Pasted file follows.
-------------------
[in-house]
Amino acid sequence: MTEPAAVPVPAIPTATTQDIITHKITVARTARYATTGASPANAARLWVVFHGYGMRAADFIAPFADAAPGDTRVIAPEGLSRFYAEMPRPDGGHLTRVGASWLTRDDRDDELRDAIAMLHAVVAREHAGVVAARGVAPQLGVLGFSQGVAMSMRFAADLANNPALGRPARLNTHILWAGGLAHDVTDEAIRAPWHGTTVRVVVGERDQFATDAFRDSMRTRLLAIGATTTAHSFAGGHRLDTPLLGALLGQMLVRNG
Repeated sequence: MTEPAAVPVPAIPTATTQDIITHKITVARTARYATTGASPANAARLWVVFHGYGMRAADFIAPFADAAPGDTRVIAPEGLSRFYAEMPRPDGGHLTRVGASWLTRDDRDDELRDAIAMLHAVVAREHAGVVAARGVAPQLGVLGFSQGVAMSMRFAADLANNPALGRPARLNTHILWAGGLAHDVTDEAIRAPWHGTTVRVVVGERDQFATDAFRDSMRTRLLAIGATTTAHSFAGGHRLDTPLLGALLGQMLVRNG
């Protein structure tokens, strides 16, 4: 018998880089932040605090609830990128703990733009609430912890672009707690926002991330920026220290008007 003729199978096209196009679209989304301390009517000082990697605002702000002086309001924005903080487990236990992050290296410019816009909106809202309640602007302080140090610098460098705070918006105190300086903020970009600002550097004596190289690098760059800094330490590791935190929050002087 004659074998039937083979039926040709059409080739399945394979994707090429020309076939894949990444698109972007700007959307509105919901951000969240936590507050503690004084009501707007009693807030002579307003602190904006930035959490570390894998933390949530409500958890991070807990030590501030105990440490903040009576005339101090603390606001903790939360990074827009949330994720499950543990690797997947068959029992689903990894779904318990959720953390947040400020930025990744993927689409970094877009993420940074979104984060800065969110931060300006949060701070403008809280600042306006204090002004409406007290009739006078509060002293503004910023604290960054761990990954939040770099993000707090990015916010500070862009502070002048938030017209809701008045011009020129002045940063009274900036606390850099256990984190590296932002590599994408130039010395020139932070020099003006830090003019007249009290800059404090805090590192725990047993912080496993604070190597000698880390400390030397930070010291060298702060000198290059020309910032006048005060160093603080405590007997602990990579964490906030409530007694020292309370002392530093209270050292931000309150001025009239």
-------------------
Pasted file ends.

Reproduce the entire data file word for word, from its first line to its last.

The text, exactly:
[in-house]
Amino acid sequence: MTEPAAVPVPAIPTATTQDIITHKITVARTARYATTGASPANAARLWVVFHGYGMRAADFIAPFADAAPGDTRVIAPEGLSRFYAEMPRPDGGHLTRVGASWLTRDDRDDELRDAIAMLHAVVAREHAGVVAARGVAPQLGVLGFSQGVAMSMRFAADLANNPALGRPARLNTHILWAGGLAHDVTDEAIRAPWHGTTVRVVVGERDQFATDAFRDSMRTRLLAIGATTTAHSFAGGHRLDTPLLGALLGQMLVRNG
Repeated sequence: MTEPAAVPVPAIPTATTQDIITHKITVARTARYATTGASPANAARLWVVFHGYGMRAADFIAPFADAAPGDTRVIAPEGLSRFYAEMPRPDGGHLTRVGASWLTRDDRDDELRDAIAMLHAVVAREHAGVVAARGVAPQLGVLGFSQGVAMSMRFAADLANNPALGRPARLNTHILWAGGLAHDVTDEAIRAPWHGTTVRVVVGERDQFATDAFRDSMRTRLLAIGATTTAHSFAGGHRLDTPLLGALLGQMLVRNG
């Protein structure tokens, strides 16, 4: 018998880089932040605090609830990128703990733009609430912890672009707690926002991330920026220290008007 003729199978096209196009679209989304301390009517000082990697605002702000002086309001924005903080487990236990992050290296410019816009909106809202309640602007302080140090610098460098705070918006105190300086903020970009600002550097004596190289690098760059800094330490590791935190929050002087 004659074998039937083979039926040709059409080739399945394979994707090429020309076939894949990444698109972007700007959307509105919901951000969240936590507050503690004084009501707007009693807030002579307003602190904006930035959490570390894998933390949530409500958890991070807990030590501030105990440490903040009576005339101090603390606001903790939360990074827009949330994720499950543990690797997947068959029992689903990894779904318990959720953390947040400020930025990744993927689409970094877009993420940074979104984060800065969110931060300006949060701070403008809280600042306006204090002004409406007290009739006078509060002293503004910023604290960054761990990954939040770099993000707090990015916010500070862009502070002048938030017209809701008045011009020129002045940063009274900036606390850099256990984190590296932002590599994408130039010395020139932070020099003006830090003019007249009290800059404090805090590192725990047993912080496993604070190597000698880390400390030397930070010291060298702060000198290059020309910032006048005060160093603080405590007997602990990579964490906030409530007694020292309370002392530093209270050292931000309150001025009239």